Duke’s Devotees  

There is no fiercer allegiance than the relationship that Richmonders have to Duke’s Mayonnaise. 

There are few things that Southerners take more seriously than food. Combined with an almost fanatical dedication to the most iconic ingredients to exist below the Mason-Dixon line, it is no wonder that tattoos featuring Duke’s Mayo are becoming as commonplace as barbed-wire tattoos were in the ‘90s.

Tattoos have existed for thousands of years and it is clear that people get them for all sorts of reasons, from the banal to the sentimental. For example, chefs with delicate sprigs of microgreens and knives have become almost a prerequisite for working in a kitchen. The phenomenon has expanded from restaurants to the general public, which makes sense, as the bond between food and memory speaks to everyone, regardless of profession.

According to the Duke’s Mayonnaise website, founder Eugenia Duke began selling sandwiches with her homemade mayonnaise to soldiers in 1917 at Fort Sevier just outside of Greenville, South Carolina. Three years later, she was selling her sandwiches in drugstores and grocery stores in the area. By 1929, her mayonnaise was so popular that she could no longer handle the demand for the condiment, so she sold the business to the C.F. Sauer Company in Richmond, where it became the company’s flagship product.

As once noted in Southern Living, what separates Duke’s from other competitors comes down to texture and taste. The higher level of egg yolks lends to a creamier texture, and the addition of vinegar and paprika creates the signature tang which is beloved throughout the South. All this has created a devoted following that has inspired art, poetry, and most recently, tattoos (there’s even an Instagram account dedicated to tattoos featuring Duke’s). Last year, Duke’s decided to hold a tattoo giveaway at Yellow Bird Tattoo, and over 1,000 people signed up to choose from more than 40 designs, with spots for free mayonnaise tattoos disappearing within an hour.

Yellow Bird Tattoo is located at 2402 W Main St. in Richmond. Photo by Scott Elmquist

“We talked to a bunch of tattoo businesses but ultimately worked with Joseph Fessman [owner of Yellow Bird Tattoo] and he was so helpful,” says Rebecca Lupesco, brand manager of Duke’s Mayonnaise. “We needed someone passionate about the brand. He’s like family now.”

Last November, Duke’s invited the public to enter a competition to win a tattoo for themselves and someone else by explaining why they were fans of Duke’s. Over 120 duos applied, and nine pairs were selected to commemorate their passion for Duke’s permanently on their skin. The winners worked with tattoo artists for a custom design that would be unique to their story.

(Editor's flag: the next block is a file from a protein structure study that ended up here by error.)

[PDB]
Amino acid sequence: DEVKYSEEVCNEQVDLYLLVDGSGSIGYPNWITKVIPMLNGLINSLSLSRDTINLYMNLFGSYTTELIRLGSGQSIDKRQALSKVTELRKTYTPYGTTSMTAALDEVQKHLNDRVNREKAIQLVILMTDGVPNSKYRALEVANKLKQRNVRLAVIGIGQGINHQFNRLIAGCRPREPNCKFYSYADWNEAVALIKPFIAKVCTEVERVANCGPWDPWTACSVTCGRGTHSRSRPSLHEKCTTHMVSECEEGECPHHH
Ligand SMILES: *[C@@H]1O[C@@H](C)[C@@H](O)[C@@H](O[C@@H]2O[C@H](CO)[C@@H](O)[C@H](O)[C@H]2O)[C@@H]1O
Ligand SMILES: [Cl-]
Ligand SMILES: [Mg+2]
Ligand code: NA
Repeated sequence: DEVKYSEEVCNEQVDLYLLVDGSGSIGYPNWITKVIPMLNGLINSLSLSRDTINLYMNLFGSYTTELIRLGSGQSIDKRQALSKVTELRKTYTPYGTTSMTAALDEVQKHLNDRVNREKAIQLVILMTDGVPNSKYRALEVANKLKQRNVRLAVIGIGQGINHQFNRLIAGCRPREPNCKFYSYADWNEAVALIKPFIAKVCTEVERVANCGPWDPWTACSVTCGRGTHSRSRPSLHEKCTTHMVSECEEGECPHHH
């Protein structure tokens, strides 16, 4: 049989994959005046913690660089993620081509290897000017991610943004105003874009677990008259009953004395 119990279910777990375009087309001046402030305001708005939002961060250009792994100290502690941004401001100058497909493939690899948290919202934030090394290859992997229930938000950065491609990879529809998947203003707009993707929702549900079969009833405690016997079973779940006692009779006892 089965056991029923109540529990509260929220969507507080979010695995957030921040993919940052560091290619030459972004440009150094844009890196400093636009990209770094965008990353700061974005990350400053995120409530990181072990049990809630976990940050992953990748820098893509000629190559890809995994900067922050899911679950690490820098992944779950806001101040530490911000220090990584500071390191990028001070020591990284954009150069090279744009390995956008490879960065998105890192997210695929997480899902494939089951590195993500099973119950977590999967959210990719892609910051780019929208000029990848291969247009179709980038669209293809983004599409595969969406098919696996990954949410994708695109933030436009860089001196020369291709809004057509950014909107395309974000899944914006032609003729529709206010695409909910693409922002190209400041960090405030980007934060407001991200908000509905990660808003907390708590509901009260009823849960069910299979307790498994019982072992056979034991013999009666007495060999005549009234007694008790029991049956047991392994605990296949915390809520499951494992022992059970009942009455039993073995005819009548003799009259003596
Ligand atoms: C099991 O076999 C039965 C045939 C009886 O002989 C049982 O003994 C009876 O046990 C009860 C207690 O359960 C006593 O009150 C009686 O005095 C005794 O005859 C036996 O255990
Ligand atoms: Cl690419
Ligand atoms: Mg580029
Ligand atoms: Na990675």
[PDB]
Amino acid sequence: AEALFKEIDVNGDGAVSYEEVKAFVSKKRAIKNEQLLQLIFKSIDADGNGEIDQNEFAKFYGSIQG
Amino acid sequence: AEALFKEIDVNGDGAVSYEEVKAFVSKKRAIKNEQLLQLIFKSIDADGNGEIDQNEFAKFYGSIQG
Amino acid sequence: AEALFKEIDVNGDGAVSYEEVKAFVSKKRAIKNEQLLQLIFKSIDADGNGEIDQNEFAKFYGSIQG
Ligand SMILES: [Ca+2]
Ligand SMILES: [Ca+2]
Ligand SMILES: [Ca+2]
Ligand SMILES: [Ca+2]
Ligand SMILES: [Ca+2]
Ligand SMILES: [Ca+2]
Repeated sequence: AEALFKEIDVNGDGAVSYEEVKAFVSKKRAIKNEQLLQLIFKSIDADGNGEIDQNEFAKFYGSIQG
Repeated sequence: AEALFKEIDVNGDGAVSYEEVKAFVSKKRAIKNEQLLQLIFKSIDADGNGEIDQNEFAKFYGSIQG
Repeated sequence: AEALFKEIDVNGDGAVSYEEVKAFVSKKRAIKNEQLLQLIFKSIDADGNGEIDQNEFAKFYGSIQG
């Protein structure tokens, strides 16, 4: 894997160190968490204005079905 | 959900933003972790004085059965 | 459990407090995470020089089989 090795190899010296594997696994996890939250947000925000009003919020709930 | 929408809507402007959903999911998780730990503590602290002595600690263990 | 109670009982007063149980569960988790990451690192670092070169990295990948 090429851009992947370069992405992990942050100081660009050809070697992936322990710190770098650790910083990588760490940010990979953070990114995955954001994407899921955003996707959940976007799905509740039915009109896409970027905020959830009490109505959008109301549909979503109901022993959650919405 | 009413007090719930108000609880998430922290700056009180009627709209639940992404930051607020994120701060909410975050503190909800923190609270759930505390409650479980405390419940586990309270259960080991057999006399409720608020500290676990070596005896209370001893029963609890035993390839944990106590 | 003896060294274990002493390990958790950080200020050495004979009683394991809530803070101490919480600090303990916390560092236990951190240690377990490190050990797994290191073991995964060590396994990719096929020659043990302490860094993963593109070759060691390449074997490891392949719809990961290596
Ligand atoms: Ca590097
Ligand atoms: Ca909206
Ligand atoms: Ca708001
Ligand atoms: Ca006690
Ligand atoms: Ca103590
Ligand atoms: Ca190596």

Conagher Haun entered the competition for himself and his grandmother, Zelda Robinson, who was surprised to learn the prize was a tattoo. “I thought we’d get a ballcap if we won,” she says. “He [Haun] said, “No, you get a tattoo”, and I said, ‘fan-damn-tastic.’ ”

Robinson grew up putting mayonnaise on hot dogs instead of ketchup or mustard, and went so far as to make her own. Haun kept the tradition alive by using mayonnaise as his hot dog topping but he also loved tomato sandwiches, which became the basis for their tattoo design. This is Robinson’s second tattoo. Her first was the Colorado state flower to commemorate Haun’s military service while he was stationed there. “It’s not as bad as having a baby,” she says of the tattoo process. “But like having a baby, [the pain] don’t last forever.”

Hanover’s Kathy Ashworth shows off one of her tattoos. Photo by Scott Elmquist.

Lauren Clark entered herself and her mother, Kathy Ashworth, to honor the matriarch of their family who was a fan of the mayonnaise and an excellent cook. Both are from Hanover, which is known for its tomatoes, which are highly sought-after because of their taste. The pair ultimately decided on a tattoo depicting a picnic basket that includes tomatoes, a loaf of bread, and most significantly, a recipe card which reads, “Love always, mama”, in Clark’s grandmother’s handwriting along with a jar of Duke’s. “My mother was a huge, huge Duke’s fan. No other mayo was allowed in the house,” says Ashworth.

Lauren Clark’s picnic basket tattoo. Photo by Scott Elmquist

When Clark entered the contest, she kept it a surprise, but her mother was happy to get a tattoo with her daughter. “There was no hesitation, I was all in. Matching tattoos with your oldest daughter? Heck yeah,” says Ashworth.

Clearly, these tattoos mean more than a jar of mayonnaise. For many, specific memories connect us to a particular meal. Sometimes it is about the taste, but far more often our memories are connected to the people we shared a meal with and how they made us feel in that moment. As Robinson says, “You got a tattoo to remember somebody special.”

Now these duos have a permanent reminder of how food nourishes us not just physically, but more importantly, emotionally.

To learn more about Duke’s Mayonnaise, click here. To learn more about Yellow Bird Tattoo, click here

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